Media madness doesn’t strike only the media. Just look at Alan Greenspan, who is quoted in the London Sunday Times as saying, “I am saddened that it is politically inconvenient to acknowledge what everyone knows: the Iraq war is largely about oil.” However good the former Federal Reserve chairman may be as an economist, he clearly hasn’t much notion of diplomatic and military matters, and yet he is prepared to announce that his insight into the true causes of the war are only “what everyone knows.” Like Mr. Rich and Mrs. Huffington, he pretends to think that what he pretends to know is the only possible viewpoint. It’s a rhetorical tic that is becoming increasingly commonplace in a media which is becoming more and more reluctant to give space to dissenting opinions and in which Howard Kurtz can only bleat pitiably and without apparent irony to Mrs. Huffington and her kind that “Capturing reality is harder than it seems.”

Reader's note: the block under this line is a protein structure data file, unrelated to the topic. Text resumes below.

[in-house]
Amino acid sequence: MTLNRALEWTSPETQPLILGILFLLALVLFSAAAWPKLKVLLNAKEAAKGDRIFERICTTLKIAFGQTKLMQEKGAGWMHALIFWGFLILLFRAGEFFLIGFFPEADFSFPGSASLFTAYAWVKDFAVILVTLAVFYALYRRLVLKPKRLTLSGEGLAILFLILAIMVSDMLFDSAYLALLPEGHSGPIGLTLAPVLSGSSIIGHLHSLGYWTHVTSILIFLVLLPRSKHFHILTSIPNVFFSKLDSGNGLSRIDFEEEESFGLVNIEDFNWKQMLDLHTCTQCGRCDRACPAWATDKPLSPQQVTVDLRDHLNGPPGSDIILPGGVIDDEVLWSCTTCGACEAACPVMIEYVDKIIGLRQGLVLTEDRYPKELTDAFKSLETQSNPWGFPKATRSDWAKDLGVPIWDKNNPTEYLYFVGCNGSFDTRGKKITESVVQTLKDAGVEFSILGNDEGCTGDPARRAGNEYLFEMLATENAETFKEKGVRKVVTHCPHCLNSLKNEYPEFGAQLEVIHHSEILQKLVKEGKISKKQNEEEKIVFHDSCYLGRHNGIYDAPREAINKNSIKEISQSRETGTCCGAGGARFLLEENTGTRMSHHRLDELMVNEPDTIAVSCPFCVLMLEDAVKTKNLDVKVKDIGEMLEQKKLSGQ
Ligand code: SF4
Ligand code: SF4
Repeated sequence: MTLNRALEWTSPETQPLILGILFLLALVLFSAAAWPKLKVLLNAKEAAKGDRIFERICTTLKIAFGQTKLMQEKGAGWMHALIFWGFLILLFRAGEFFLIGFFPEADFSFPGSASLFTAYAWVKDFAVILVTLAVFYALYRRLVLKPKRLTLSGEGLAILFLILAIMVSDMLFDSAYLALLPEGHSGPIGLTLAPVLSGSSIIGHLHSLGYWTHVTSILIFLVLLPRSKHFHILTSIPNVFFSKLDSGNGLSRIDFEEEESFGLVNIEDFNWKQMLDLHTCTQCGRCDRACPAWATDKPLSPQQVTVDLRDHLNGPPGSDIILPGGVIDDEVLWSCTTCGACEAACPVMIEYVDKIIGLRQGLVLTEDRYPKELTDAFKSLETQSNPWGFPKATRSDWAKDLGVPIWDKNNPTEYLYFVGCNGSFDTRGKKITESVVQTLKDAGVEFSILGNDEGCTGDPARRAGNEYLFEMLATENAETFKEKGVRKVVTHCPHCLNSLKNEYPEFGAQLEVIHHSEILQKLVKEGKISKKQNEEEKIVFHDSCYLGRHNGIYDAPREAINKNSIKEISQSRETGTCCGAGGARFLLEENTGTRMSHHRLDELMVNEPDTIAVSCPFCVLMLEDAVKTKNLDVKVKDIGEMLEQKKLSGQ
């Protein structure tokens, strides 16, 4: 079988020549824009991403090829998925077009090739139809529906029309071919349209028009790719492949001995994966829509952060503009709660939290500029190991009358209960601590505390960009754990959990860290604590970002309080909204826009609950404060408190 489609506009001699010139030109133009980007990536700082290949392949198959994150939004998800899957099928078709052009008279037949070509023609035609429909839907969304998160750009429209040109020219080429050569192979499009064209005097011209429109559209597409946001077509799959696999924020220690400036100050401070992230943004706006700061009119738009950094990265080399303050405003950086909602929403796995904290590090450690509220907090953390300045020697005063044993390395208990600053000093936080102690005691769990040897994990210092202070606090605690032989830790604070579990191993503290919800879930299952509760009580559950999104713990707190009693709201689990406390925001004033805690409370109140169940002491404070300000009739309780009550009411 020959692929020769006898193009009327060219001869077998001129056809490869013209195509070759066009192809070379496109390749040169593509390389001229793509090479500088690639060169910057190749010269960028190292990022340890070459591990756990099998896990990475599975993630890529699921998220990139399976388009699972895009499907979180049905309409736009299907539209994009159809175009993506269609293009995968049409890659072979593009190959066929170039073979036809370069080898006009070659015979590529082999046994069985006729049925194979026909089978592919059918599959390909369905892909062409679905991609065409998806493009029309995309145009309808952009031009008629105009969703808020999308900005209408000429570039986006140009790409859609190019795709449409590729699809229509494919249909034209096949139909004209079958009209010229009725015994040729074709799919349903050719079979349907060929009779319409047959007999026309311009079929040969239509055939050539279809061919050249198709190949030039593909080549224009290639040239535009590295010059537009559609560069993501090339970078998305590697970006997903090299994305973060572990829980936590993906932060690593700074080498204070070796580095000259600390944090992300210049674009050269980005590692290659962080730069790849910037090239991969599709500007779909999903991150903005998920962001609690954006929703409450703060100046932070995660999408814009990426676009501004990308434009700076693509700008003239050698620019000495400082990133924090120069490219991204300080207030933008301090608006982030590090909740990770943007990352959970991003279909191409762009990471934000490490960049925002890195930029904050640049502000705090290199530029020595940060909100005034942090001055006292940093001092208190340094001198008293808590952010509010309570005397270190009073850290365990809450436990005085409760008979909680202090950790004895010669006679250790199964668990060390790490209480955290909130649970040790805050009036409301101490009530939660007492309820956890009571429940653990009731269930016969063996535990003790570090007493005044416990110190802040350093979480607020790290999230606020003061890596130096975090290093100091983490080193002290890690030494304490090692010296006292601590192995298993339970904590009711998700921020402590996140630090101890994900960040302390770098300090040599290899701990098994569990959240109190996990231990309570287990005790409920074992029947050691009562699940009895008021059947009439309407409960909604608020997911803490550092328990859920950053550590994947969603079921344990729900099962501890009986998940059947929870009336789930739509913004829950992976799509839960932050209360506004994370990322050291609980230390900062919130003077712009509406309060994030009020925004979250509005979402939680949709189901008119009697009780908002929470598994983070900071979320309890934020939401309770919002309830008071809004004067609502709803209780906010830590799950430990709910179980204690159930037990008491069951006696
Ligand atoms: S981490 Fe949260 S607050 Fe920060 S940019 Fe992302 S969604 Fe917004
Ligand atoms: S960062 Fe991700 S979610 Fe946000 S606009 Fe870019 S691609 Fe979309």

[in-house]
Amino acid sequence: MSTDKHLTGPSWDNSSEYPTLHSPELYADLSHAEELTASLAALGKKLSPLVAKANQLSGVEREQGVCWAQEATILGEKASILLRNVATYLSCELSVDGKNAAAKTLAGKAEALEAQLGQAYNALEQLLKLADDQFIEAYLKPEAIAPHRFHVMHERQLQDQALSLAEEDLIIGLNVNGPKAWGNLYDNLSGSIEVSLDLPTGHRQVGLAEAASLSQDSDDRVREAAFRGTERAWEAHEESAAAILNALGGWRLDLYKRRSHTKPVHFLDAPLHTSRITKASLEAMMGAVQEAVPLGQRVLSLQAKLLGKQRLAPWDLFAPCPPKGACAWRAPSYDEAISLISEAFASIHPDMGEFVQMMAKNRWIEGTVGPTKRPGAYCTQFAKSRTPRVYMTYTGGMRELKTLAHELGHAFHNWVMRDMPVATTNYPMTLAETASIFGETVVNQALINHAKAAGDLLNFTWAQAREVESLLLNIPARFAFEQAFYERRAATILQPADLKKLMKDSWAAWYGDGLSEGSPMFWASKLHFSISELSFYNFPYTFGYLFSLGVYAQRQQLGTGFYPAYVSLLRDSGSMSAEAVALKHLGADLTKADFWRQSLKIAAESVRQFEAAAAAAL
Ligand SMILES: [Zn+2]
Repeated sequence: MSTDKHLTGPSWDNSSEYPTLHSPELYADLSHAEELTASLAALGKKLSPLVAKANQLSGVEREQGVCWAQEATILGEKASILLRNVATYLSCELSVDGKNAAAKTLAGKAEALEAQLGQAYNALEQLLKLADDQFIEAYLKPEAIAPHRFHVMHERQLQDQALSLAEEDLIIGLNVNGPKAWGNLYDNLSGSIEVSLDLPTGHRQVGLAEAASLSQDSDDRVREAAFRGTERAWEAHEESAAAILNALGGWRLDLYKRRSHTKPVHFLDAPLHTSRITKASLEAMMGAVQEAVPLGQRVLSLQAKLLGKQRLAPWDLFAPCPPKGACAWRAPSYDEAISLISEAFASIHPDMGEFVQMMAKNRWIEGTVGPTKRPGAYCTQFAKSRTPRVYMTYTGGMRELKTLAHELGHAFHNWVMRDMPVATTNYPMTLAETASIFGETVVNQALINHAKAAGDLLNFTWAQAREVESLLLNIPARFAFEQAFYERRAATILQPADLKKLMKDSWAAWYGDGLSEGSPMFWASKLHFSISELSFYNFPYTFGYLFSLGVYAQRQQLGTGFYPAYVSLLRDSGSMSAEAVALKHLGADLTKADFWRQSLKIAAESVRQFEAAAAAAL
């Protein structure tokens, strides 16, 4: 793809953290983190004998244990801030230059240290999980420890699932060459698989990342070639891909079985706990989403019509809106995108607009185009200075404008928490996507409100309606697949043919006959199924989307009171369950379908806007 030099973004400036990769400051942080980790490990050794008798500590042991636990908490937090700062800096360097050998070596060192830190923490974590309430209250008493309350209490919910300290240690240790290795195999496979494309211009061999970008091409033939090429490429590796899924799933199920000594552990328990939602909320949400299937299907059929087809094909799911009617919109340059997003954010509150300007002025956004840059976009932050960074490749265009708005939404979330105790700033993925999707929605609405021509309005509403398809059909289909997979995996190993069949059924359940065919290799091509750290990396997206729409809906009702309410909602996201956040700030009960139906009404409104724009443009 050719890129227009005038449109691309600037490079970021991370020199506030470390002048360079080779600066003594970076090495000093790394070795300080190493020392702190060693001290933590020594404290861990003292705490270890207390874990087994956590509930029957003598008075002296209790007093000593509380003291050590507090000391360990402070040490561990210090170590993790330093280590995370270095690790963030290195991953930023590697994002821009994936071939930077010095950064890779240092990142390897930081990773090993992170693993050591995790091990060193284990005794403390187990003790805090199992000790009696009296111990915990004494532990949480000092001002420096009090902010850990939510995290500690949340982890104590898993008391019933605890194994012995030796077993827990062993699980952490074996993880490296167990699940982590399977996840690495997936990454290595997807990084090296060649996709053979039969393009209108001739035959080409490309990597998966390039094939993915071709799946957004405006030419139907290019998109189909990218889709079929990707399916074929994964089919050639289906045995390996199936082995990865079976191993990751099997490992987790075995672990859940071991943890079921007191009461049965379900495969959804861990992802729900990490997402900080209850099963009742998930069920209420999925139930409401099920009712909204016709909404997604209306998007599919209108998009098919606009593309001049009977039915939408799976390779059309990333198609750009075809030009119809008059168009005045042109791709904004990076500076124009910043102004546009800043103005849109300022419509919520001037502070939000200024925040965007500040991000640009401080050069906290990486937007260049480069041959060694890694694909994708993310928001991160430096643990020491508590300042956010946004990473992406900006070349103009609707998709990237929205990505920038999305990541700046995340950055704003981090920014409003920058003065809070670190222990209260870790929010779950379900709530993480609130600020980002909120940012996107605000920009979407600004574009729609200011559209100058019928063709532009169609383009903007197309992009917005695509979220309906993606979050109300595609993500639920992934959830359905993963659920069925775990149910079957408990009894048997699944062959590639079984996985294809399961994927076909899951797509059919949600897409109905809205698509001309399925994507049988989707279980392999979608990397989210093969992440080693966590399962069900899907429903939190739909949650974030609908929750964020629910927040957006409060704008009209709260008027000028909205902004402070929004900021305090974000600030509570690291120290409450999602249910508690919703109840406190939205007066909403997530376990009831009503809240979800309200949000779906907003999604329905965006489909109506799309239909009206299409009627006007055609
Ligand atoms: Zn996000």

Well, who’d have thought it? Certainly not Kurt Andersen, the lead of whose column in last week’s New York magazine solemnly informed us that, “as everyone knows, the Republican Party has spiraled into disrepute.” By “everyone,” of course, he means “everyone in my social set, or the media culture which I am now writing to flatter.” And his telltale assumption that he is writing only for people of similar beliefs is borne out by the rest of the piece, which concludes as follows: